You are now in the main content area


June 2022

National Access Awareness Week (NAAW)

NAAW began in 1988. It inspired Rick Hansen's Man in Motion World Tour. NAAW is a time to celebrate the contributions of those with disabilities and raise awareness about the importance of accessibility and inclusion. 

You can learn more here: (external link) 

and here: (external link) 


June is National Indigenous History Month

Indigenous Peoples Day in Canada (June 21)

You can learn more about Indigenous Peoples and cultures in Canada here: (external link)  and here: (external link) 

CBC also has a good selection of documentaries where you can learn more about Indigenous cultures: (external link) 

You can also follow: (external link) 


Pride Month

To learn more about the history of Pride in Canada, including a timeline, visit: (external link)  
You can also visit: (external link) 

You can learn more about Pride events happening in Toronto this month here: (external link) 


Webinar on Indigenous Evaluation Methodologies (June 10)

June 10, 11am to 12:30pm (Eastern)


  • Describe Indigenous Methodology and Indigenous Evaluation Methodology
  • Learn about relevant theories that inform Indigenous evaluation research
  • Understand the importance of relationships and collaboration in Indigenous research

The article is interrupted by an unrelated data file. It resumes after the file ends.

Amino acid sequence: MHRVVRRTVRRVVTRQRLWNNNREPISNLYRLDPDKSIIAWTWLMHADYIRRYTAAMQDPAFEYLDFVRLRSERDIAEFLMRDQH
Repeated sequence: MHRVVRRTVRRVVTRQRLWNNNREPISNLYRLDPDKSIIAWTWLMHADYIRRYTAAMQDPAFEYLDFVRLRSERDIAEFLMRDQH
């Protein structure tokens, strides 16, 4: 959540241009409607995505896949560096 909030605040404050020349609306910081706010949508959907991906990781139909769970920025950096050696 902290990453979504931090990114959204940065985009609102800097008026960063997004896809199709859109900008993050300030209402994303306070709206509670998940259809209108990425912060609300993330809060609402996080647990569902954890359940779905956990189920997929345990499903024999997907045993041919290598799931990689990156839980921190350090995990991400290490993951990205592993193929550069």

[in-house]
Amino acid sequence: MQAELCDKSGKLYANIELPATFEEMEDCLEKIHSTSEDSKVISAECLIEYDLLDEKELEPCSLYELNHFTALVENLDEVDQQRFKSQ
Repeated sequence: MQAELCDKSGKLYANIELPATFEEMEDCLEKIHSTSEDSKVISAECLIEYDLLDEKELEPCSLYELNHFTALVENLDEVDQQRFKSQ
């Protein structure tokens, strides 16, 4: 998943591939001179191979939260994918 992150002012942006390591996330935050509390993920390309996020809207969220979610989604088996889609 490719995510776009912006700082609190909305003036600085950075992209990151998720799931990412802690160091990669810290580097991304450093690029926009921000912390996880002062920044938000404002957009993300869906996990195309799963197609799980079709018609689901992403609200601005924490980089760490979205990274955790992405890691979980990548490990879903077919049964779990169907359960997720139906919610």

• Learn about different tools (methods) that can be used within an Indigenous Evaluation Methodology lens


March 2022

Celebrating International Women's Day

Celebrate International Women's Day (March 8, 2022) by learning more about women who have contributed to Psychology. (external link)  presents the oral histories of over 100 figures. The oral histories project features women past and present.


February 2022

Celebrating Black History Month

is a Professor Emeritus of Africana Studies and Black Psychology at SFSU. He was a founding member of the Association of Black Psychology and the Institute for Advanced Study of Black Family, Life, and Culture. Learn more here: (external link) 

Dr. RUTH WINIFRED HOWARD was the first African American woman in the U.S. to earn a PhD in psychology. She received a PhD from the University of Minnesota in 1934. As a clinical psychologist she worked in social work and nursing: (external link) 

Dr. CARLTON GOODLETT was the first Black person to study psychology at UC Berkeley. After earning his PhD he taught at West Virginia State College for 2 years before pursuing a medical degree. He was also an activist, writer, and publisher. (external link) 

Dr. ALBERTA BANNER TURNER received PhD in psychology from Ohio State University in 1935. In various roles, she was instrumental in juvenile rehabilitation and treatment starting in the 1940s. (external link)